Review: MILES DAVIS: BIRTH OF THE COOL Is A Documentary With Great Rhythm

miles davis birth of the cool sunglasses

Miles Davis: Birth of the Cool is a new documentary telling the story of the eponymous master jazz musician. Even though his story has been told on the screen many times before, both in documentary and biopic form, this film manages to be captivating because of the sheer might of Davis’s talent.

There are few names which one would think of before Davis when talking about jazz. Truly one of the world’s greatest musicians in any genre, Davis was known for his beautiful sound and his unique improvisational style. Hearing his life story, especially if you are a fan of his music, is sure to be interesting, if only because of how iconic his career was.

Unfortunately, the movie doesn’t really explore the more personal side of Davis’s life. He was known to have struggles with drug addiction and other such personal issues, but the focus of this film is solely on Davis’s music and career. Although this doesn’t affect the movie’s quality, it does mean that the film may not be able to branch out beyond those who already admire his music.

That said, some of the stories and anecdotes told in the movie are very entertaining and interesting. Perhaps the most intriguing segment of the documentary tells the story of how Davis created the score to the classic film noir Elevator to the Gallows, entirely through improvisation. Moments like these are the ones in which audiences will best understand why Davis was such a legend.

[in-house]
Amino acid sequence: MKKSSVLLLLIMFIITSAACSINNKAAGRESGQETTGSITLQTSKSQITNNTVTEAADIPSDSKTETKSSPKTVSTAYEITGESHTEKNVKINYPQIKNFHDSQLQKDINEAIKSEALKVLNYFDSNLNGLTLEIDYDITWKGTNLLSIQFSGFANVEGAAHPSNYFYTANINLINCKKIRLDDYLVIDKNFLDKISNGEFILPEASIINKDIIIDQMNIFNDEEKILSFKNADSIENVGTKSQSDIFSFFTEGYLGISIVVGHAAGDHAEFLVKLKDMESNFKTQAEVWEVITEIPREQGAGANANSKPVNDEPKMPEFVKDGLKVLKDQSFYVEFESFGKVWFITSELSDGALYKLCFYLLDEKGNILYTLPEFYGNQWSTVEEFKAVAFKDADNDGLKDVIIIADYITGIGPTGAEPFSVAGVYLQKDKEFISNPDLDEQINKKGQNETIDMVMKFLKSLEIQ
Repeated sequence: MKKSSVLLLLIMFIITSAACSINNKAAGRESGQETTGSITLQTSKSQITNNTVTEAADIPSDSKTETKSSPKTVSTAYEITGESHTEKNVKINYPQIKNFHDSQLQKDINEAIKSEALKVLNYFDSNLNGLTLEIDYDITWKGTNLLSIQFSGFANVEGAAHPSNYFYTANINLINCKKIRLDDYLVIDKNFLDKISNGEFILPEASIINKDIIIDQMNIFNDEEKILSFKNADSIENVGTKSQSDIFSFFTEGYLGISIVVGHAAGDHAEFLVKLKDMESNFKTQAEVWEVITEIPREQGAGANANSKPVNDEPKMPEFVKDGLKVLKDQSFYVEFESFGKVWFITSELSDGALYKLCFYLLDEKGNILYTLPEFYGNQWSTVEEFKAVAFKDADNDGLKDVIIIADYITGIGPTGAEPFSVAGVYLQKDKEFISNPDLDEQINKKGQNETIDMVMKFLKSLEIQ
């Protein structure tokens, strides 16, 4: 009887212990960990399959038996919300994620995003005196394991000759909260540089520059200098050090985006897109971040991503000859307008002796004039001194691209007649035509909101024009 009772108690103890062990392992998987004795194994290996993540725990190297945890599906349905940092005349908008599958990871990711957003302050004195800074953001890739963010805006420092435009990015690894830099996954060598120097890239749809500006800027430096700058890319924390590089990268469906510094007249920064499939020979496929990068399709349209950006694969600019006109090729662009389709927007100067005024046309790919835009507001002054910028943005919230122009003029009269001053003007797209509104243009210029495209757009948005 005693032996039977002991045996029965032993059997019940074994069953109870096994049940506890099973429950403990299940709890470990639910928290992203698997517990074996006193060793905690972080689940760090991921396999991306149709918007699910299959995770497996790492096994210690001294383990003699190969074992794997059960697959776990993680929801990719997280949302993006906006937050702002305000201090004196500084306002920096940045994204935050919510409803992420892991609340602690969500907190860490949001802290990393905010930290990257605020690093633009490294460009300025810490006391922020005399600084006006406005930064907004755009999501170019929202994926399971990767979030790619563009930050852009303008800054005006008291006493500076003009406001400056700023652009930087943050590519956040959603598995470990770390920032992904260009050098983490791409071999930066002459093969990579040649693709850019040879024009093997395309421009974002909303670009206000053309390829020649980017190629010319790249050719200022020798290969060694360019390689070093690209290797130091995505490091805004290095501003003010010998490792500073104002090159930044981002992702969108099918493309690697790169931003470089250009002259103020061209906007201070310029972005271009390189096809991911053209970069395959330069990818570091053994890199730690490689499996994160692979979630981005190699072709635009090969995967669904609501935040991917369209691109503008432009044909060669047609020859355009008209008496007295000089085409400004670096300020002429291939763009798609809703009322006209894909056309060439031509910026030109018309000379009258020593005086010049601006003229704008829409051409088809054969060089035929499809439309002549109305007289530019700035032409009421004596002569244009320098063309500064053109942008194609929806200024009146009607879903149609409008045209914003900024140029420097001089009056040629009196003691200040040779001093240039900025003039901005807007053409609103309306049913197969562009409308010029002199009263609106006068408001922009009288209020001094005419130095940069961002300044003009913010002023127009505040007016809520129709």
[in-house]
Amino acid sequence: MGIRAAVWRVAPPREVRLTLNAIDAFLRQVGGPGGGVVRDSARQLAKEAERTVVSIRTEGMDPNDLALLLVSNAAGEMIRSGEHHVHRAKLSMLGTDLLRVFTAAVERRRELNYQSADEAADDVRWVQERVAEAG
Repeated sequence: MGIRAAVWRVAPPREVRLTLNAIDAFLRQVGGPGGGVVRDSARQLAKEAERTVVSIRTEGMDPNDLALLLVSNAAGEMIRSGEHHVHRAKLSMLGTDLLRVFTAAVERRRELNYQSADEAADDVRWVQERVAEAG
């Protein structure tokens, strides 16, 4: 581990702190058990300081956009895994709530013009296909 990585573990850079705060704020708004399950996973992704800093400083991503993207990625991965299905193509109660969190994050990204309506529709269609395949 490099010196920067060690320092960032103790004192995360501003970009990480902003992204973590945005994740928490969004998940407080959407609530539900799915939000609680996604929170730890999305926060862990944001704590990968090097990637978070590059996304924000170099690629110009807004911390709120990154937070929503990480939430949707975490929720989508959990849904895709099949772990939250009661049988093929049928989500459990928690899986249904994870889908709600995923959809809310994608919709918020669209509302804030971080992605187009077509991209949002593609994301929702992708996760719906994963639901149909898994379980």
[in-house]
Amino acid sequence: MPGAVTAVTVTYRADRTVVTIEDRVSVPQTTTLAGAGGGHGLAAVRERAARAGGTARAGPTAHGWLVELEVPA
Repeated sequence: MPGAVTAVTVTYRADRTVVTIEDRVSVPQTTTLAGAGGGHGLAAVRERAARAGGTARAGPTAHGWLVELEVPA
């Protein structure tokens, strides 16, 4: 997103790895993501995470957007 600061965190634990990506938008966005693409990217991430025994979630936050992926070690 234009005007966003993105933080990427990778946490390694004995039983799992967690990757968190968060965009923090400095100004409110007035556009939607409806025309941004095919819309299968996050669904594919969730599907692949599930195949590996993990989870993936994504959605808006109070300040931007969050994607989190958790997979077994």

miles davis birth of the cool trumpet

The movie is also quite well-paced. Even though the runtime is nearly two hours, it is understandable given the massive and eventful career which Davis had. There is no shortage of things about which the film could talk, and yet it is still unable to hit everything. As such, the movie never feels slow and is always entertaining.

Of course, Davis’s music is phenomenal, and the film makes great use of it, both actively and passively. There are a few times in which the movie allows Davis and his music to speak for themselves, but for a majority of the film, his wonderful jazz is used to underscore the interviews or archival footage being presented. Every once in a while, the beauty of the music can distract you from the story being told, but that isn’t a bad thing.

On a technical level, this movie is definitely excellent. Director Stanley Nelson is a very talented filmmaker, and he knows how to tell the story in a way that is equal parts compelling and informative. The editing by Lewis Erskine is absolutely phenomenal. The way in which he coordinates the images to Davis’s music is breathtaking. Additionally, Carl Lumbly, the actor who reads Davis’s words, does an excellent job of narrating.

All fans of music, particularly jazz, should move Miles Davis: Birth of the Cool to the top of their watchlist immediately. A well-made and interesting documentary about one of the greatest musicians of all time, this is a film you absolutely will not want to miss.

Miles Davis: Birth of the Cool hits theaters on August 23.

By Sean Boelman

Sean is a film student, aspiring filmmaker, and life-long cinephile. For as long as he can remember, he has always loved film, but he credits the film Pan's Labyrinth as having started his love of film as art. Sean enjoys watching many types of films, although some personal favorite genres include dramatic comedies, romantic comedies, heist films, and art horror.

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